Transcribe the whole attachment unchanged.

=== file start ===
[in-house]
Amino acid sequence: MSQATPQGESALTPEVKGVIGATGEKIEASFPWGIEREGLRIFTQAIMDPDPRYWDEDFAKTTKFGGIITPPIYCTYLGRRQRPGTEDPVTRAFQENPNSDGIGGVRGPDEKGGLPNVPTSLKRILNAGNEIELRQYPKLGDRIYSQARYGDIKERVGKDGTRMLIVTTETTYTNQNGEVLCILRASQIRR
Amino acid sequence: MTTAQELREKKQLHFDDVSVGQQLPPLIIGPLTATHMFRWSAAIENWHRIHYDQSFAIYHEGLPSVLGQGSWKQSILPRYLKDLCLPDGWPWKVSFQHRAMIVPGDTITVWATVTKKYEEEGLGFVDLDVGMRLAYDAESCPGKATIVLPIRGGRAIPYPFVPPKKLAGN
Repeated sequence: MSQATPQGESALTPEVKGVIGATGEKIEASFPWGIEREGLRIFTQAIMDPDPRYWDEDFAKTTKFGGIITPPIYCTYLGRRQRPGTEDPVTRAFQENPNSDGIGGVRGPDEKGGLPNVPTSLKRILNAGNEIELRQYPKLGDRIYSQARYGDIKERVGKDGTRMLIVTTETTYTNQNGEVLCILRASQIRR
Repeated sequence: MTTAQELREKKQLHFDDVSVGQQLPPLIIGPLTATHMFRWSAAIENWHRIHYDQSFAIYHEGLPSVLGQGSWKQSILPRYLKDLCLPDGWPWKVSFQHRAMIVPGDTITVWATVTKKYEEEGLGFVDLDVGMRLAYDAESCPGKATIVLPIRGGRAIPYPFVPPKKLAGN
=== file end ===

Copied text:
[in-house]
Amino acid sequence: MSQATPQGESALTPEVKGVIGATGEKIEASFPWGIEREGLRIFTQAIMDPDPRYWDEDFAKTTKFGGIITPPIYCTYLGRRQRPGTEDPVTRAFQENPNSDGIGGVRGPDEKGGLPNVPTSLKRILNAGNEIELRQYPKLGDRIYSQARYGDIKERVGKDGTRMLIVTTETTYTNQNGEVLCILRASQIRR
Amino acid sequence: MTTAQELREKKQLHFDDVSVGQQLPPLIIGPLTATHMFRWSAAIENWHRIHYDQSFAIYHEGLPSVLGQGSWKQSILPRYLKDLCLPDGWPWKVSFQHRAMIVPGDTITVWATVTKKYEEEGLGFVDLDVGMRLAYDAESCPGKATIVLPIRGGRAIPYPFVPPKKLAGN
Repeated sequence: MSQATPQGESALTPEVKGVIGATGEKIEASFPWGIEREGLRIFTQAIMDPDPRYWDEDFAKTTKFGGIITPPIYCTYLGRRQRPGTEDPVTRAFQENPNSDGIGGVRGPDEKGGLPNVPTSLKRILNAGNEIELRQYPKLGDRIYSQARYGDIKERVGKDGTRMLIVTTETTYTNQNGEVLCILRASQIRR
Repeated sequence: MTTAQELREKKQLHFDDVSVGQQLPPLIIGPLTATHMFRWSAAIENWHRIHYDQSFAIYHEGLPSVLGQGSWKQSILPRYLKDLCLPDGWPWKVSFQHRAMIVPGDTITVWATVTKKYEEEGLGFVDLDVGMRLAYDAESCPGKATIVLPIRGGRAIPYPFVPPKKLAGN